Wednesday, October 10, 2007

First I met the king. Then I was adopted by the President.

Im finally here and starting to feel settled in at my new home, which has been quite an adjustment. Advance warning: this is a french keyboard so excuse any typing mistakes...
To begin, the trip here was looooong. several flights followed by a van ride through Ouagadougou to our training site for the first couple days. There were so many incredible things to see as we drove through the city, and i just kept having the so,ewhat idiotic thought "Its just like in the pictures!" Women with babies strapped to their backs, vendors selling everything from mangos to adidas sandals, and hundreds of motos (mopeds). We spent a couple days in Ouga getting immunizations and doing some training before heading to Ouhigouya, where the next 8 weeks of our training will be.
All the other volunteers and I, along with our instructors, went to meet with the King of the region and be greeted by him. He is elderly by Burkina standards, and very dark and leathery, perched in a giant throne with his traditional white robes billowing around him; a pair of aviator sunglasses on his face and a cell phone in his hand. Everything is an interesting blend of American/Western culture with the traditional African way of life. Kids will be walking down the street wearing 50 cent shirt, balancing a huge tub of bananas on their head.
On to my new family! We're split up into groups of ( or so, and shipped out to the surrounding villages around Ouhigouya. After a squishy ride in a van over pitted dirt roads, through small ponds which had formed, and past various livestock in the way, we arrived in my village, where the entire town came out to greet us in a formal adoption ceremony. My father is very sweet and we do our best to communicate in french which is a little tricky considering mine is awful. Here is my journal entry from last night to give you all an idea of what it was like:

Theres so much stuff going through my head right now and all I can think is how surreal this all is. After the adoption ceremony, my parents took me home to their compound, acquiring a huge group of little kids along the way, all staring at me and laughing whenever I made eye contact. My father showed me to my room; which is essentially a small hut/room about 10 square feet with a tiny window. I spent a while setting up my bed and mousquito net, all the while about 15 kids had their faces smushed up against my screen door and window. Eventually dinnertime arrived, and out of respect they fed me by myself, so I peeled cucumbers, cut tomatos (no, i dont like them) and washed lettuce in bleach water with a massive group of people clustered around me watching EVERYTHING I did.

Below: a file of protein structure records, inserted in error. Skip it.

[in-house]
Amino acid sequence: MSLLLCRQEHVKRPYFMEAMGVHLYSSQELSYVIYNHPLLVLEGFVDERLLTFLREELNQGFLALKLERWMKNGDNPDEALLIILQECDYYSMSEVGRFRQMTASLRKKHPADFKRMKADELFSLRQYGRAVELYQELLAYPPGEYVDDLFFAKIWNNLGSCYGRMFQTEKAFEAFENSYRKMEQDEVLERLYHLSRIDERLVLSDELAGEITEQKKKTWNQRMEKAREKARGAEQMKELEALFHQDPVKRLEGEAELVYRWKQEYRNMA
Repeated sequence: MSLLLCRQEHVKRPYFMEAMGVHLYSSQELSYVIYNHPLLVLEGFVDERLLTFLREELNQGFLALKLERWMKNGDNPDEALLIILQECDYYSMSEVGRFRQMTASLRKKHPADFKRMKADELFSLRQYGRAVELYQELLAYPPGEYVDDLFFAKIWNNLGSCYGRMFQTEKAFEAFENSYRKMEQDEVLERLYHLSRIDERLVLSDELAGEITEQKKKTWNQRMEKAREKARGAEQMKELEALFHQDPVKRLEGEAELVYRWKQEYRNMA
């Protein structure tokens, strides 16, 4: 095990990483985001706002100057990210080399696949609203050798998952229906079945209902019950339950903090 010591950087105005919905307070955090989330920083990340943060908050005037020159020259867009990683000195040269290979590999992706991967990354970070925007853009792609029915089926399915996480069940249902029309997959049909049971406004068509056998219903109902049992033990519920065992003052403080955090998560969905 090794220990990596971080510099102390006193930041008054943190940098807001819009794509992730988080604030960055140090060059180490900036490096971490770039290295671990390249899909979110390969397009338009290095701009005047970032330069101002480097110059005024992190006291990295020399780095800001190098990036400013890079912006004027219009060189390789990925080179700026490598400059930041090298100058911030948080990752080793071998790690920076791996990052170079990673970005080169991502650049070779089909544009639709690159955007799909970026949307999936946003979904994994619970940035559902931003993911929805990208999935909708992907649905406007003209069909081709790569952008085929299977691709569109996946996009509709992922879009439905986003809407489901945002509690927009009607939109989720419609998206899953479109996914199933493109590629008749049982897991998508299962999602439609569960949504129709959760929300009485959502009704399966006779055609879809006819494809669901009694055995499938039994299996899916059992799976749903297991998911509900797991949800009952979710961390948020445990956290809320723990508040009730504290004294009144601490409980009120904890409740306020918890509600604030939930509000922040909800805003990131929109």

After dinner, I chatted (attempted to) for a while then went to sleep in my sauna of a room. imagine a brick oven. now imagine me in it, loaded up with benadryl and trying to sleep. It was easily 105 degrees, if not more. I was woken up by my mother at 5:30 to ride back to the city for training. More later, but Im running out of internet time now.

A few closing thoughts: I would LOVE letters and care packages so feel free to send stuff! My address is in my last post and things take a few weeks to arrive. My wishlist includes stuff to play with the kids (bubbles, markers, frisbees, etc), powdered drink mix like Crystal Lite (three liters of warm water per day gets boring); purel hand sanitiwer, and various sauce and spice mixes.
Also, for anyone who is curious, I do not have electricity or running water, I "shower" using a bucket of water, and I have to go the bathroom squatting over a hole which I share with the rest of my host family. And they stare and call me Nasara everywhere I go.

Overall, Iùm challenged but amazed and excited about this opportunity and the incredible country of Burkina Faso. Pictures to come soon!!

2 comments:

Ellyn said...

It all sounds very surreal (especially the squatting over a hole part). I am sure your fair skin and red hair is something that is very interesting to them. I will get some of the things you requested off to you in a week or so. Can't wait for your next installment! Love, Ellyn

Konyi618 said...

I am enjoying reading your blog. Its really Morganesce lol. It does all sound very interesting. Keep writing!

The contents of this website are mine personally and do not reflect any position of the U.S. government or the Peace Corps